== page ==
Increasingly advanced production methods, introduced since the 70s to tame shop-floor insubordination as well as reap the untapped potentials of global competition, have caused a decline in growth rates, which no amount of privatization, financialization and austerity measures has been able to make up for since. Andrew Kliman and others have argued that it is this real crisis in capitalist productivity that lies at the heart of the current slump, and not simply unrestrained financial gluttony, as the more short-termist analysis offer. As capitalist production develops, machines replace people and the rate of profitability, which is given by the human labor theory of value, drops, causing sluggish investment and slow growth. This is essentially Marx’s theory of economy crisis, aka the tendency of the profit rate to fall, but also a story we should know by now from Autonomist accounts about the transition from Fordism to post-Fordism (Hardt and Negri) or from profit extraction to rent-becoming-profit (Christian Marazzi), and from David Harvey’s accumulation by dispossession.

If we shift the scale of our focus from capital to labor, though, we see that the crisis of capitalist productivity is, in fact, a crisis of work or a crisis of a society built around work as the only legitimate point of access for income, status and citizenship rights. Again, Marx is instructive here: “Capital itself is the moving contradiction, [in] that it presses to reduce labour time to a minimum, while it posits labour time, on the other side, as sole measure and source of wealth.” Socially necessary labor is reduced to a minimum (through things like automation, outsourcing, and financialization) at the same time that human participation in paid work continues to remain our only measure and source of wealth. Work doesn’t disappear as a result. It becomes fragmented, devalued, and wasteful, ceasing to provide a social identity or a collective language of experience.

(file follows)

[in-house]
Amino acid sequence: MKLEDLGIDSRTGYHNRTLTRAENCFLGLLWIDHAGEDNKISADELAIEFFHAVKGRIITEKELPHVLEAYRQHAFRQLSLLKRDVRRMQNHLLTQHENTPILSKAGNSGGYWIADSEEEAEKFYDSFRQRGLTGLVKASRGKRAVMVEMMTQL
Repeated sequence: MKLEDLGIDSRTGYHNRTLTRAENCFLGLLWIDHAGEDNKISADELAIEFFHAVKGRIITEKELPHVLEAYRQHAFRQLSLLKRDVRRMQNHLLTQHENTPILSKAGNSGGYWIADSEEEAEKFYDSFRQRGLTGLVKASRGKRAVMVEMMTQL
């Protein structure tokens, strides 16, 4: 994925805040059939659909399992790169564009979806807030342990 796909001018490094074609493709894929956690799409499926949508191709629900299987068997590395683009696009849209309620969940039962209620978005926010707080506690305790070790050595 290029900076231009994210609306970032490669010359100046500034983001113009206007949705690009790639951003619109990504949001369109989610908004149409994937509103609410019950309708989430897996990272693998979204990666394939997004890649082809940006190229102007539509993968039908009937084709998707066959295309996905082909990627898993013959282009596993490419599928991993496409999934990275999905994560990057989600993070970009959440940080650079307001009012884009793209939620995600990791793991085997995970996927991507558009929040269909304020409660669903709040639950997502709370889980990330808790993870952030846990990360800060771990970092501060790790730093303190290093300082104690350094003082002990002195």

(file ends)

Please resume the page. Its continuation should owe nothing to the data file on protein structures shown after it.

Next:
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Precarity is a word for our time. It describes the slow disintegration of the historic bond between capitalism, democracy and the welfare state. But it also entails a rallying cry to reverse this situation. Continue reading

Work and the Politics of Refusal

A World Beyond Work

At the heart of recent discussions on work lies an enduring tension. We can sense that modern work isn’t working anymore, but we don’t know how to let go of it. The disintegration and degradation of wage labor through technological “progress,” increasing commodification and devaluation of reproductive work, steadily rising unemployment and precarious employment, and sustained attacks on the last bastion of permanent employment (the public sector) together with our desperate attempts to resurrect a corporatist corpse that won’t return, all point to the fact that modern employment “exists less and less to provide a living, let alone a life.” Marxist outliers (Andre Gorz, Ivan Illich, Antonio Negri, Zerowork) have been announcing a crisis of work for some time now, remarking how automation both reduces necessary labor time and degrades work without, however, releasing us from the obligation to earn money for a living. Today work persists in a zombie state despite the disintegration of working class culture and organizations and a continuous process of proletarianization. These conversations have returned in full force in recent years with the publication of Kathi Weeks’ groundbreaking The Problem with Work: Marxism, Feminism, Antiwork Politics and Postwork Imaginaries and a sustained interest in these matters in the Jacobin and even mainstream media.

In these debates, however, there remains an unreconciled tension between the obligation (of any self-respecting socialist) to celebrate work as a source of collective power and personal pride and the more futuristic desire to overcome work and even our self-understanding as workers for a more multivalent understanding of life. This is effectively the tension between Marx and his son-in-law Lafargue, between laborists and anarchists, between a politics of equality and one of autonomy. Of course, there can never be a satisfying answer to this problem because the dichotomy itself is a sectarian caricature. Much more interesting would be to stick with this tension as a provocation for a politics whose form and direction has yet to be decided.